Nestle, Lactalis retain top position in Rabobank’s 2020 global dairy ranking

Various fresh dairy products on wooden background

GLOBAL – The total combined turnover of the top 20 dairy companies globally increased by 1.3% in 2019 compared to the 2.5% rise in 2018, according to Rabobank in its latest listing of the Global Dairy Top 20.

The relatively modest gains in the combined turnover were as result of exchange rate fluctuations, modest commodity price appreciation, below-trend increases in milk production in key exporting countries, and limited organic growth in major dairy categories.

ADVERT

Rabobank’s ranking of companies is based on the year’s financials and M&A transactions completed between January 1 and June 30, 2020,

Merger and acquisition activity in the global dairy arena during 2019 totalled 115 deals, just outpacing the prior year’s 112.

The majority of 2019 transactions, which include investments, divestments, acquisitions, joint ventures, and strategic alliances took place in Europe (64), followed by North America and Asia (39 and 25, respectively).

As of mid-2020, the number of dairy deals stands at 52, impeded by Covid-19 and foreshadowing a more active deal environment for 2021.

According to Rabobank’s 2020 listing, the top two companies retained their spots with Nestle coming in first with turnover of US$22.1bn. Closely following is Lactalis with turnover of US$21bn.

Nestlé’s parring of its US$1.8bn US-based ice cream business, along with other assets (some of which were acquired by Lactalis), resulted in a significant narrowing in the gap between the top two global dairy companies.

In 2018 the gap between the companies was US$3.5bn and in 2019 it is US$1.1bn.

Jumping three spots coming third is Dairy Farmers of America with turnover of US$ 20.1bn (£18.0bn).

The leapfrogging by the US’s largest dairy cooperative was facilitated by its strategic and significant acquisition of Dean Foods in early 2020, securing a home for a substantial portion of its members’ milk, and boosting year-on-year sales by 47.5%.

According to Rabobank, DFA will experience additional organic growth later this year, with the commissioning of a large-scale cheese plant (135,000mt per annum) in Michigan, which is a joint venture with Select Milk and Glanbia.

Asian companies strongly featuring in year’s rankings

Asian companies made major moves in this year’s list with China’s largest dairy company, Yili, moving into the top 5, with year-on-year growth of nearly 20%, due in part to its acquisition of the New Zealand-based Westland cooperative.

China’s second-largest dairy company, Mengnui, rose from number 10 to number 8, on the heels of acquiring Australia-based Bellamy’s and entering into a joint venture with Coca-Cola to sell chilled milk in China.

However, Mengnui’s planned acquisition of another Australian business, Lion Dairy & Drinks – currently owned by Kirin (Japan) – failed to gain approval from Australia’s Foreign Investment Review due to rising tensions between the two countries.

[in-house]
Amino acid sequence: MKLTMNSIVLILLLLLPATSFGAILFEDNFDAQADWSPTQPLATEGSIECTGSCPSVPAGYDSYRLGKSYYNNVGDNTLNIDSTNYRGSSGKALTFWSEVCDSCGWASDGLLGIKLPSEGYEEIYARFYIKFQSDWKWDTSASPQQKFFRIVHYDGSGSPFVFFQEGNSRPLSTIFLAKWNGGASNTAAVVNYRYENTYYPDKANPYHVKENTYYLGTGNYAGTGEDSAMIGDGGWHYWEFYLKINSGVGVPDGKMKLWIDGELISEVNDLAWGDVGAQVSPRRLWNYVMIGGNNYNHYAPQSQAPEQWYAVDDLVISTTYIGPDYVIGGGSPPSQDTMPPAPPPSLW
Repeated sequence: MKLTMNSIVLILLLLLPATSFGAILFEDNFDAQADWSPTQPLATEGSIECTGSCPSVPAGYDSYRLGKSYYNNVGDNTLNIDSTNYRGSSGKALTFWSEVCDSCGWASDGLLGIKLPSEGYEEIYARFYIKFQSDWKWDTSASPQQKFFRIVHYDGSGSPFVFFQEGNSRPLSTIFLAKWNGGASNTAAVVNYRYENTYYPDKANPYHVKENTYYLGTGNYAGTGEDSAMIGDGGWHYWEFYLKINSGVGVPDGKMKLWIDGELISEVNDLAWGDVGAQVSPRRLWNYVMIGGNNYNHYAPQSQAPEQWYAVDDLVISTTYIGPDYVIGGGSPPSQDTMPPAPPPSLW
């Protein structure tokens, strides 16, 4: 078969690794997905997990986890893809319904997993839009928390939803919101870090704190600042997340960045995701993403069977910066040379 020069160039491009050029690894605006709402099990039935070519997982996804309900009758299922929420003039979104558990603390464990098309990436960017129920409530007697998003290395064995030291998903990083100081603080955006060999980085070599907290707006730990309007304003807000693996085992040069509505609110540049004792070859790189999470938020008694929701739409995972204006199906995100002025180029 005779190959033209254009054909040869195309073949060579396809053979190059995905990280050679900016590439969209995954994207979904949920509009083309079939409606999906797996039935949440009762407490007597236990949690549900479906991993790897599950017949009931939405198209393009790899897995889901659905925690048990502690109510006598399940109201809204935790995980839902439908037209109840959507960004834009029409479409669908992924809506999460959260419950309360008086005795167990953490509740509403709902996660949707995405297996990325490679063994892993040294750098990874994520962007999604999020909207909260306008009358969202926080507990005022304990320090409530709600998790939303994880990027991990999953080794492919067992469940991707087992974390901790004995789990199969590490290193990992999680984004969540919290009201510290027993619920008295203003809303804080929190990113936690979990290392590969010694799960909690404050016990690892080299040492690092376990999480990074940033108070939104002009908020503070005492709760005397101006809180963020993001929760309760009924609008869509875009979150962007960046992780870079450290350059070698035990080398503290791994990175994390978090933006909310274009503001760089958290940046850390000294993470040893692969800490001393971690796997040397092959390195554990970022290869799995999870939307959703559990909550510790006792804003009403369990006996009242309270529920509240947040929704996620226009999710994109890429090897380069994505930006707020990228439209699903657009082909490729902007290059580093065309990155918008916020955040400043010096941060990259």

Entering the Global Dairy Top 20 this year, from the world’s largest milk-producing country, is India’s Gujarat Co-operative at number 16, with US$5.5bn in 2019, up 17% from the prior year.

Known for its Amul brand of milk and dairy products, the cooperative has experienced a 17% compound annual growth rate of more than 17% over the past decade, due to growing milk collections, expanding into processing capacity, entering new markets, and launching new products.

Drops in ranking

Danone came in fourth in this year’s survey, slipping down from a high of number 2 in 2017 when it has made several acquisitions, indicated that organic growth was not enough to retain it’s ranking.

Consolidating of key dairy assets by Fonterra and FrieslandCampina resulted in lower year-on year sales in both US dollars and euros, and each slipped two notches in this year’s survey coming in number 6 and 7 respectively.

Likewise, Arla Foods also dropped two spots in the rankings to number 9, but it did manage to post a year-on year gain in euros.

Cooperative members in New Zealand and Europe are facing greater environmental constraints which are limiting growth. As a result, these companies are likely to focus on value strategies and rationalization of plant capacity.

Other companies that featured in the top 20 list include Saputo (10), DMK (11), Unilever (12), Meiji (13), Sodiaal (14), Savencia (15), Agropur (17) Kraft Heinz (18) Schreiber Foods (19) and Müller (20).

Amid the COVID-19 crisis and the looming economic recession, the Dairy Products market worldwide is projected to grow at CAGR of 3.6% in 2020-2027 to reach US$129.4 Billion by 2027, according to a recent report by Research and Markets.

Liked this article? Subscribe to Food Business Africa News, our regular email newsletters with the latest news insights from Africa and the World’s food and agro industry. SUBSCRIBE HERE

Leave a Reply

Your email address will not be published. Required fields are marked *

This site uses Akismet to reduce spam. Learn how your comment data is processed.